Bill Hewlett

Family Mediation Week 2018: Day 2

Todays theme is “Take a breath, evaluate and then take a step forward.”

Amongst today’s contributions there’s this evocative and visceral poem by 16 year old Abigail to explain how she felt about the way her parents handled their divorce:

“Although it may have been painful, I think we should have been involved a little more with the divorce.”

Written by Abigail, aged 16

That Silence

Was it a blessing or a curse?
That Silence.
Did it mask the cracks or make them worse?
That Silence.

Were the soundless arguments
Protective? Secretive? Catastrophic?
Were the avoided conversations
Out of love? Out of sympathy? Out of cowardice?
That Silence.

Would snide remarks have softened the surprise?
Would shouting matches have stopped the tears?
Would shattered plates have been the warning signs?

My unanswered questions.
Because of
That Silence.


I wrote this poem in reflecting how my parent’s divorce played out from my point of view. I was 11 when we were told. My brother (then 13) and I were called downstairs to the living room – our 4 year old sister was asleep. We sat on different sofas, I sat with mum and my brother slumped next to my dad (the irony of those sides now makes me smile). After we were told, we all had a group hug. It was the last time I hugged my mum and dad at the same time. I don’t think I’ll ever forget the look on my brother’s face, sodden with tears, trying to reassure me we were going to be ok but I knew it was going to be tough. This came as a real shock for me and my brother, fortunately my sister was too young to truly understand what was going on. One of my closest friend’s parents had gone through a very rough divorce with endless arguments and court dates. I guess my parents had learnt from this ugliness and wanted to protect us. So there were no arguments in front of us, no shouting matches across the stairs, no tears, no slamming doors. I know they did this to protect us. If there was any way to redeem the marriage, our family, I know they’d have wanted to. The downside of That Silence though was that it was a complete shock to us. There were no pre-warning sides to prepare us. Since the divorce we’ve had to piece things together ourselves. My grandmother had told me that they’d been going to counselling for quite a while – but how long? My dad moved out. A stranger moved in. At first the stranger was just coming round for tea or giving us lifts until the second Christmas, when me and my siblings were with our dad, my mum and the stranger went on holiday. They came back engaged. This news crushed me. I felt betrayed by my own mother. I really disliked the stranger – she knew. We’d had many conversations with tears and pleadings for one of us to change their mind. It wasn’t that this new stranger was trying to replace my dad – he never could- but some people you just don’t get on with. Also we had never been properly introduced and the engagement was a huge surprise to me. I still don’t get on with this stranger. Never have, never will. I don’t want my parents back together, dad has moved on and couldn’t be happier and I couldn’t be happier for him. I always wonder if I would have liked this new stranger if we had been properly introduced.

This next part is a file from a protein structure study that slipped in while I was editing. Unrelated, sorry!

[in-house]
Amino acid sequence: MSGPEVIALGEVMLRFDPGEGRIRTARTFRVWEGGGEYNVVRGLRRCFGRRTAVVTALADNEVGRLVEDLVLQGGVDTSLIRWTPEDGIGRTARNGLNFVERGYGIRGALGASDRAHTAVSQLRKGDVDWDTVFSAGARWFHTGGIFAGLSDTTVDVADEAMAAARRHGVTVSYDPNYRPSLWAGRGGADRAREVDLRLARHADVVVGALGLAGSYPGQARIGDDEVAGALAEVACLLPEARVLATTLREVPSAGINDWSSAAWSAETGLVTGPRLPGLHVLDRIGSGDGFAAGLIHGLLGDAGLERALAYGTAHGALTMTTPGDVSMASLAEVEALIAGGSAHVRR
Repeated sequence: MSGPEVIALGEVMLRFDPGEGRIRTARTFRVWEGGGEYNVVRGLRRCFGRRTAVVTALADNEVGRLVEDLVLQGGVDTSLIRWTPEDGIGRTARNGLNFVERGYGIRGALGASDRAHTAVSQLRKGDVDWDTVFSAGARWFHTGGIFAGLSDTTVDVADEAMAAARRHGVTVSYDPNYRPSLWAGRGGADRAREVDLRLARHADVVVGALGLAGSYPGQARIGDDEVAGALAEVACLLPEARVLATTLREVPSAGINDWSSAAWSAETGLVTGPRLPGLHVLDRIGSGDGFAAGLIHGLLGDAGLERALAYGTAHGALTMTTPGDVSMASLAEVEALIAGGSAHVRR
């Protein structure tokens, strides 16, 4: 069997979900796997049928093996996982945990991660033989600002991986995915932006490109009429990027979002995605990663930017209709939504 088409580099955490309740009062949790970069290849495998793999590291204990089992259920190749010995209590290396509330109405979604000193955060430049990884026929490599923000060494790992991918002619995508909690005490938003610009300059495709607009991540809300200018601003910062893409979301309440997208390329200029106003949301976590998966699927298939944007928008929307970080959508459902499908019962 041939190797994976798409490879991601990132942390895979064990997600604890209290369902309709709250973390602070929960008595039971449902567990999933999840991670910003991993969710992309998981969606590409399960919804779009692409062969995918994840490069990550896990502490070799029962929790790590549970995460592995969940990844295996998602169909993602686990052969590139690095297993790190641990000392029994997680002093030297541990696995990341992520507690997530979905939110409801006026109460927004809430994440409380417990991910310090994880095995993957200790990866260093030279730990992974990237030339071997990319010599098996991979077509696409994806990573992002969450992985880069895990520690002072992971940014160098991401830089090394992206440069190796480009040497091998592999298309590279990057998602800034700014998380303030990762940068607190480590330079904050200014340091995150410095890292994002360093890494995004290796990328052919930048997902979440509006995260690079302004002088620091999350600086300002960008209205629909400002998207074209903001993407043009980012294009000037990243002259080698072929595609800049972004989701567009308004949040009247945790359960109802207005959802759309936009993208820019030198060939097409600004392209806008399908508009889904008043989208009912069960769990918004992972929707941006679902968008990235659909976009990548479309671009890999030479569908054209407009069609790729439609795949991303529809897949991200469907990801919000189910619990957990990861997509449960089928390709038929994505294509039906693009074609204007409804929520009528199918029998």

The poem is mostly for parents to see how, although it has good intentions, not arguing in front of kids can sometimes make the whole process worse. My brother and I are very mature and we were at that time too so we understood what was happening and wanted to ask questions but couldn’t. Although it may have been painful, I think we should have been involved a little more with the divorce as we still don’t fully know why there was a breakdown in their marriage.